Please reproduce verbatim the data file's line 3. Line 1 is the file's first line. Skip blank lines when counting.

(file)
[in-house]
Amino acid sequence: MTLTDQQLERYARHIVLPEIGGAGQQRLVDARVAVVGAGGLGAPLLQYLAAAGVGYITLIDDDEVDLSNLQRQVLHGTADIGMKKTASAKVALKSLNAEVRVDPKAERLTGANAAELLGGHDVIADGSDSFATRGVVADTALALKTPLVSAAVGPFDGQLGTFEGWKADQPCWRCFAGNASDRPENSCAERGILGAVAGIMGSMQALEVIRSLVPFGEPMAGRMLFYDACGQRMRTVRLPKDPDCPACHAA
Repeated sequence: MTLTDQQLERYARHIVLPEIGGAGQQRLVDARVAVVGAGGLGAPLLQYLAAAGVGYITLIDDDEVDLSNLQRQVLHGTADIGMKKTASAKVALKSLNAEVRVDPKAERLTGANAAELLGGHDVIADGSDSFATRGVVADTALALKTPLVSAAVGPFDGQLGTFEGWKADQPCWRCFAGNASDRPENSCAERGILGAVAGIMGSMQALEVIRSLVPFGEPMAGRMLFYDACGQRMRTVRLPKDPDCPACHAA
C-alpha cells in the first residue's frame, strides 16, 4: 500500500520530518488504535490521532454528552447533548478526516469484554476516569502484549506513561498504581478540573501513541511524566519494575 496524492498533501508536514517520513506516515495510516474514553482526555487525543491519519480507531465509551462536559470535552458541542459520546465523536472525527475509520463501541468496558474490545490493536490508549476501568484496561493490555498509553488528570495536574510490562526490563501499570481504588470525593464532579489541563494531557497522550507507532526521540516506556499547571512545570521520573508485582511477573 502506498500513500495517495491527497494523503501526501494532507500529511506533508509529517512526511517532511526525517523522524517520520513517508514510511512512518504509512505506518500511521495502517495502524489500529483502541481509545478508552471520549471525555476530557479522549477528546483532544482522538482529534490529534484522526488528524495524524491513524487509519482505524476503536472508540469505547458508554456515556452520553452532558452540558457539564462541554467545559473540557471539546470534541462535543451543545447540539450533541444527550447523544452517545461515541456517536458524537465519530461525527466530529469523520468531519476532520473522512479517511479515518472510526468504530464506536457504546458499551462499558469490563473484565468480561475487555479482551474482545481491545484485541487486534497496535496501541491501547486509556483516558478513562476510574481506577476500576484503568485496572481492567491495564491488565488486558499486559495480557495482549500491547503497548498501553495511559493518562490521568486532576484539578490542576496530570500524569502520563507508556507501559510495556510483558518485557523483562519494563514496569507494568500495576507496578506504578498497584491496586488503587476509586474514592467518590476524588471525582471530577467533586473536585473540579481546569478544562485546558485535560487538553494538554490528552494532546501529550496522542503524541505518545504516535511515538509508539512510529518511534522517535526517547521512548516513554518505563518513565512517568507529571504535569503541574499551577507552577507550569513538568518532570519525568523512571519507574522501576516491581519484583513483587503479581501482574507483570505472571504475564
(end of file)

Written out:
Repeated sequence: MTLTDQQLERYARHIVLPEIGGAGQQRLVDARVAVVGAGGLGAPLLQYLAAAGVGYITLIDDDEVDLSNLQRQVLHGTADIGMKKTASAKVALKSLNAEVRVDPKAERLTGANAAELLGGHDVIADGSDSFATRGVVADTALALKTPLVSAAVGPFDGQLGTFEGWKADQPCWRCFAGNASDRPENSCAERGILGAVAGIMGSMQALEVIRSLVPFGEPMAGRMLFYDACGQRMRTVRLPKDPDCPACHAA